Twitter Plot Summary: Shaun and his fellow farmyard animals head off to the big city in order to save their friendly neighbourhood farmer.
Who needs dialogue in order to tell a good story? Not Aardman Animation, that’s for certain, and they have proven their point in Shaun The Sheep Movie, a feature length adaptation of their own, much shorter kids television series starring Shaun, he himself having made his debut in the Wallace and Gromit adventure A Close Shave and also spawned its own spinoff in Timmy Time.
Here the story is relatively simple. The farm has a very specific schedule that is followed every day, which is understandably quite boring for everyone involved. Seeing a bus advertisement one day, Shaun decides that a day off will do everyone some good, so hatches a plan to sideline the farmer for a day and let everyone kick back and relax for a bit. Due to unforeseen circumstances that stretch the boundaries of possibility (there’s a runaway caravan involved), the farmer is soon in the big city suffering from amnesia and thinking he’s a celebrity hairdresser. As you do. Shaun and pals then decide to go after him, restore his memory and return everything to normal.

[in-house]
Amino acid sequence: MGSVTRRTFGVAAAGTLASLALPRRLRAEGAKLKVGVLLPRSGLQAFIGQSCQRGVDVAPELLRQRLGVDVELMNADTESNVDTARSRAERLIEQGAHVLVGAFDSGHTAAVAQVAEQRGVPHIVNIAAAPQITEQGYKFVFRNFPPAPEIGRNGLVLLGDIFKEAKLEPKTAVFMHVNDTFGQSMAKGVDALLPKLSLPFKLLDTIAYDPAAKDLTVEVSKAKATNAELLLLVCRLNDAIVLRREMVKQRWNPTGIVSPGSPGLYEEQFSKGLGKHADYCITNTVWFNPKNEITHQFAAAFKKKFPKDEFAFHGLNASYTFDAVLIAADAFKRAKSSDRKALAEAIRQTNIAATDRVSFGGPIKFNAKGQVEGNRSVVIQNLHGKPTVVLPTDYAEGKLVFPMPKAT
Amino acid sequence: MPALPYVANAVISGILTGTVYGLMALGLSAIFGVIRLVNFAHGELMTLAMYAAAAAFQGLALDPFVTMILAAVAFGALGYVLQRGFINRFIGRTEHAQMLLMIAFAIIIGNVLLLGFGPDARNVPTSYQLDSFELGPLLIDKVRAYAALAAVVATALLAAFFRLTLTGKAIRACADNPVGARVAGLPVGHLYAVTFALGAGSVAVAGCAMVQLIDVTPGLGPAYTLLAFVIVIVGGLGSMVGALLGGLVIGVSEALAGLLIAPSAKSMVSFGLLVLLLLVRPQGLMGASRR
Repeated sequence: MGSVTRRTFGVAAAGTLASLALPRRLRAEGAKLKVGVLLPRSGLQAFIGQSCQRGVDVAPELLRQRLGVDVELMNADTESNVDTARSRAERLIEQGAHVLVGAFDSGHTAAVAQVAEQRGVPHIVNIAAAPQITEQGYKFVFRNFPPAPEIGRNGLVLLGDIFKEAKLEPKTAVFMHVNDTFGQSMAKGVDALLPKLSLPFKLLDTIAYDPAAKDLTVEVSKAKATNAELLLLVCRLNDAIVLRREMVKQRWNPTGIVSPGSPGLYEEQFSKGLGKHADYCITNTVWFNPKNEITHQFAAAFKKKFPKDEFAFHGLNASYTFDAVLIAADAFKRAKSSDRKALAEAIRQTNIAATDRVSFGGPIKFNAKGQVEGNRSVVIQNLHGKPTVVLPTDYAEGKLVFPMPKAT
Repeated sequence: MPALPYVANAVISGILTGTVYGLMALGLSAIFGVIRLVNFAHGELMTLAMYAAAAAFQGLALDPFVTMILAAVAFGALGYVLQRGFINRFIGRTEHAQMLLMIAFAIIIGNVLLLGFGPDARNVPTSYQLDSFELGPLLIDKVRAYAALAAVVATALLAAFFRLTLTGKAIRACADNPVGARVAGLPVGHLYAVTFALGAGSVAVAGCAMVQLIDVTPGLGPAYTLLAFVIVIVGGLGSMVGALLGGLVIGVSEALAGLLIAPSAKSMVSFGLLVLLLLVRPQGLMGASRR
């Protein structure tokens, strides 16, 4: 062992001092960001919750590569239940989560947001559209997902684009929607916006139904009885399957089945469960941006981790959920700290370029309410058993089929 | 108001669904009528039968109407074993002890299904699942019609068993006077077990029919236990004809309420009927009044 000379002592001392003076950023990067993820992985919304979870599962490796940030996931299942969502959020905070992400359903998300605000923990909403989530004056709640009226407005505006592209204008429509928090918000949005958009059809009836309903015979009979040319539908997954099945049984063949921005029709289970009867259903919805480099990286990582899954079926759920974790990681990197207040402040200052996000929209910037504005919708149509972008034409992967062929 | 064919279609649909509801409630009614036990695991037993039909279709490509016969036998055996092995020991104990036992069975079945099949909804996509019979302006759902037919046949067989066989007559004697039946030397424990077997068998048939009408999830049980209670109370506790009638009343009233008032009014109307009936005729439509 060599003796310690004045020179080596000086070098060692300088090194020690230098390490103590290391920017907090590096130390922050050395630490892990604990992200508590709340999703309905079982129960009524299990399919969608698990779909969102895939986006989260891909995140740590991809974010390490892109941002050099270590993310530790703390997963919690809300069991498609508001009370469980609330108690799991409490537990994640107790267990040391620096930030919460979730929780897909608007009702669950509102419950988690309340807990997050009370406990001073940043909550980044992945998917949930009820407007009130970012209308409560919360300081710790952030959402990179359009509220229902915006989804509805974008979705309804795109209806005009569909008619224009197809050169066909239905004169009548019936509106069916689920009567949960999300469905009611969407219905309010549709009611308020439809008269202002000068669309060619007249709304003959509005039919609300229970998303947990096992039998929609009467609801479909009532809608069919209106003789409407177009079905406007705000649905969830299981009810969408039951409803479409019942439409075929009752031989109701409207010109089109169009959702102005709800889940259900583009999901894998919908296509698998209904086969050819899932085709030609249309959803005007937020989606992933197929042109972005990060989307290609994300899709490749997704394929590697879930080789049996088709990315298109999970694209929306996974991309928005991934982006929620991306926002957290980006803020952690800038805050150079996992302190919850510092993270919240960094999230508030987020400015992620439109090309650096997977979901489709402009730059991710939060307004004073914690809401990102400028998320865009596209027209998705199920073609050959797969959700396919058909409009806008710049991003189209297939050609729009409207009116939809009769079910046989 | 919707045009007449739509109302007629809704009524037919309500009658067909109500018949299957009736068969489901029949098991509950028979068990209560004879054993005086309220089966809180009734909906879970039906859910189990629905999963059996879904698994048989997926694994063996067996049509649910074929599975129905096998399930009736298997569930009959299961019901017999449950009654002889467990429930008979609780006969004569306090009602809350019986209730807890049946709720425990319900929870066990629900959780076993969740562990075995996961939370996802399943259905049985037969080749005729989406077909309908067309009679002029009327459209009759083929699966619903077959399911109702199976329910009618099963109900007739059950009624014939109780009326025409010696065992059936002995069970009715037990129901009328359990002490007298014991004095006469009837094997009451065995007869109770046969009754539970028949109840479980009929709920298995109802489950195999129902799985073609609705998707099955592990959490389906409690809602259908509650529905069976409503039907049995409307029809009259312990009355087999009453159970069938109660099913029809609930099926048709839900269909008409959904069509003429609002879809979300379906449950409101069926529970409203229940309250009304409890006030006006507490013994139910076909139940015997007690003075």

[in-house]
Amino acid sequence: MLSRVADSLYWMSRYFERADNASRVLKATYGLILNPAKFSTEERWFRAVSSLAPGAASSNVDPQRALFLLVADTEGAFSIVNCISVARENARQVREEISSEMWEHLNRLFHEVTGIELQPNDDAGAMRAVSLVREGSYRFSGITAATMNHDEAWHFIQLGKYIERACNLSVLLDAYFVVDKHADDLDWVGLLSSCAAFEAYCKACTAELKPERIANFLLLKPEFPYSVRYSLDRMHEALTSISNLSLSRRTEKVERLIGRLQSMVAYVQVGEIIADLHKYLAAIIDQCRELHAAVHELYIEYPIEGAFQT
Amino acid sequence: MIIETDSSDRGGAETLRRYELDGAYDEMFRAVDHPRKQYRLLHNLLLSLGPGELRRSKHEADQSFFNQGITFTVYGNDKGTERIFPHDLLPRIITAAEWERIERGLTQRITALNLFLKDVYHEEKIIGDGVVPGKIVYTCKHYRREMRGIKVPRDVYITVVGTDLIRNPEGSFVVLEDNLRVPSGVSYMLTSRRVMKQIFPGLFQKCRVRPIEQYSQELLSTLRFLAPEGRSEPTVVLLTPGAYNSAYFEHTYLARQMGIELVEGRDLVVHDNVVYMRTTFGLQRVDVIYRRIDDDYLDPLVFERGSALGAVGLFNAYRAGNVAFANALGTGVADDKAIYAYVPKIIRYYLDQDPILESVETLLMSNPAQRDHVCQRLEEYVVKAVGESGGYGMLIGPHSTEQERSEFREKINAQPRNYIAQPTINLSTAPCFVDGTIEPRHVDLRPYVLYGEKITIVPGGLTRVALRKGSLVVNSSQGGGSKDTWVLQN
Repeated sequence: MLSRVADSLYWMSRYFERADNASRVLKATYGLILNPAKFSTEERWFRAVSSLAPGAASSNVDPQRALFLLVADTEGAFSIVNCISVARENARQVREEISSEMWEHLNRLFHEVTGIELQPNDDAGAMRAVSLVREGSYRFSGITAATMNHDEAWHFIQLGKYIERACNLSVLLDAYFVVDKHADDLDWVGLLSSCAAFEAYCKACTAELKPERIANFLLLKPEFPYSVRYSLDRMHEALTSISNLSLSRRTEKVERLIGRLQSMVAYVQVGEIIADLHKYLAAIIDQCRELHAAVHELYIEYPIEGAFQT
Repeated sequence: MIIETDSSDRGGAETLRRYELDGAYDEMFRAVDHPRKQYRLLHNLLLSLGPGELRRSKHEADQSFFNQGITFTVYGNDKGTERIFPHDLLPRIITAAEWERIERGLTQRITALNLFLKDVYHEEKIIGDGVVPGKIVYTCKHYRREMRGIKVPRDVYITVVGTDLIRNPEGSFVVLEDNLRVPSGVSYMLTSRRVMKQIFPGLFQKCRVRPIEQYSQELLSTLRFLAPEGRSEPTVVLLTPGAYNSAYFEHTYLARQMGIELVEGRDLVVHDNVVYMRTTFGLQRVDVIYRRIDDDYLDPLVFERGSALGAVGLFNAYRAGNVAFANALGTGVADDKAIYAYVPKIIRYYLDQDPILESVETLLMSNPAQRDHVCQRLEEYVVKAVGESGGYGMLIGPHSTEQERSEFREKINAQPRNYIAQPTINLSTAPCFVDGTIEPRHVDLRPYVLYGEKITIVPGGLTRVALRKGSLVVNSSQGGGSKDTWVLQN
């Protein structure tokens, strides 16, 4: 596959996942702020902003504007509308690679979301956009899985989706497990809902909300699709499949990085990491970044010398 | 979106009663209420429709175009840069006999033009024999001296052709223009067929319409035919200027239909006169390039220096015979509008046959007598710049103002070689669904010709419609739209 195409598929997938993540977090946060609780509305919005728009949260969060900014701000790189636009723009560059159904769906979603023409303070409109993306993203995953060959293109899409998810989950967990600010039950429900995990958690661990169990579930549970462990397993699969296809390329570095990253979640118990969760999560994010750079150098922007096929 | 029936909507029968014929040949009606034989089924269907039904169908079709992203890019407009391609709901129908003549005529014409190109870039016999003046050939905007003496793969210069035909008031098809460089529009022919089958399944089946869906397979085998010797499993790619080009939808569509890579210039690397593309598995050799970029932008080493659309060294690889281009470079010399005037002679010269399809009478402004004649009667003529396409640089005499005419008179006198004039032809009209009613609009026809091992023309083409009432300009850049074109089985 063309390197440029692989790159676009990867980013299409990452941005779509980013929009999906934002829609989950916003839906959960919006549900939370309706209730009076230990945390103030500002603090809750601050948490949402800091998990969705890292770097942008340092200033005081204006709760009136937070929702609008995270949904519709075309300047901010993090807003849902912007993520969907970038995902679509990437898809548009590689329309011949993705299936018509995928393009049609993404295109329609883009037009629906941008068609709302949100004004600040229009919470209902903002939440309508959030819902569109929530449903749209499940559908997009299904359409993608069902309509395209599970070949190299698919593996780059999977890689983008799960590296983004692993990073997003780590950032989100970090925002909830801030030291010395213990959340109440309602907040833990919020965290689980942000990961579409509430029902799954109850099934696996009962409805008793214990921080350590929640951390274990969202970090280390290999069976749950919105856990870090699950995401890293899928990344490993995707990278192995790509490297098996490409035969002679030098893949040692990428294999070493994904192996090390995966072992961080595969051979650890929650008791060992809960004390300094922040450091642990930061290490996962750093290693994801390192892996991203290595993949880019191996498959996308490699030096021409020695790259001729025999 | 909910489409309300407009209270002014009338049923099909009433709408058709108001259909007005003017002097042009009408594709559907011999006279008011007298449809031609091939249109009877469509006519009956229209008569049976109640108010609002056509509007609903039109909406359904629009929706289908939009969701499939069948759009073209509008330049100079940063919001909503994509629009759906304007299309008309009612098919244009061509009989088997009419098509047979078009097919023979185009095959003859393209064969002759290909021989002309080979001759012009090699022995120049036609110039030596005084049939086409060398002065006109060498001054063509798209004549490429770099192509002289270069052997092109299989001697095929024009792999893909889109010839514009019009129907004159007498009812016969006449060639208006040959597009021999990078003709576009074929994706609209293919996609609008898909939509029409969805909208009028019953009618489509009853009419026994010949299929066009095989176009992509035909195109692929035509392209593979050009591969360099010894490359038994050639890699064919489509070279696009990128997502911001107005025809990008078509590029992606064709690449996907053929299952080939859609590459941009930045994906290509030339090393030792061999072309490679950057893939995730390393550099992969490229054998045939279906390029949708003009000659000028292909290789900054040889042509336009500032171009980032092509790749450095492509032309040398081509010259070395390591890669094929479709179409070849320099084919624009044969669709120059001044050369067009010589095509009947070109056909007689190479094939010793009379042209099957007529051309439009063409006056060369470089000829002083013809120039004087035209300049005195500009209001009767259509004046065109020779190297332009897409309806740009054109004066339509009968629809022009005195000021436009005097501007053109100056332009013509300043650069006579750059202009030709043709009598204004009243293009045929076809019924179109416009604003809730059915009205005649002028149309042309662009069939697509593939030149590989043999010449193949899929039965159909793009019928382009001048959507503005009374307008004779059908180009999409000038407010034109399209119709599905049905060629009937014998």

Suffice to say, the film is a hoot from start to finish. Not only is it a story that works for the target audience but also for grownups who are either fans of Aardman’s work or have been forced along to the cinema by their kids. References to more adult fare abound – the cat that resembles Hannibal Lecter, or the pound officer getting his head stuck up the backside of a pantomime horse for example – but then simple humour is provided frequently through either classic slapstick action or regularly cutting back to an intense staring dog with bulging red eyes in the pound. Even moments where the sheep dress up as people to move around without drawing the attention of the animal control chap make sense within Shaun’s world and are nothing other than moments of pure, genuine amusement. It’s daft and silly but don’t hold that against it.
It is also yet another example of how much fun stop motion animation can be in an era of computer generated animated features. Each character is expressive and can say a lot by doing very little. But then, this is the same company that made the non-verbal Gromit such an endearing character through his facial expressions alone. Aardman have a tendency to fit a number of other amusing and thoroughly British references into their films, and Shaun The Sheep is no different. Perhaps this is the reason why the series is so popular on a global scale. If the Britishisms don’t make sense, there’s the slapstick humour to fall back to.
Along the journey not only are themes of friendship and diversity covered – they meet an ugly but very pleasant dog on arriving in the big city – but it highlights how restrictive constantly sticking to the same pattern day in and day out can be.If it inspires some level of creativity in the children who see it as well as entertaining them, then it will have done its job.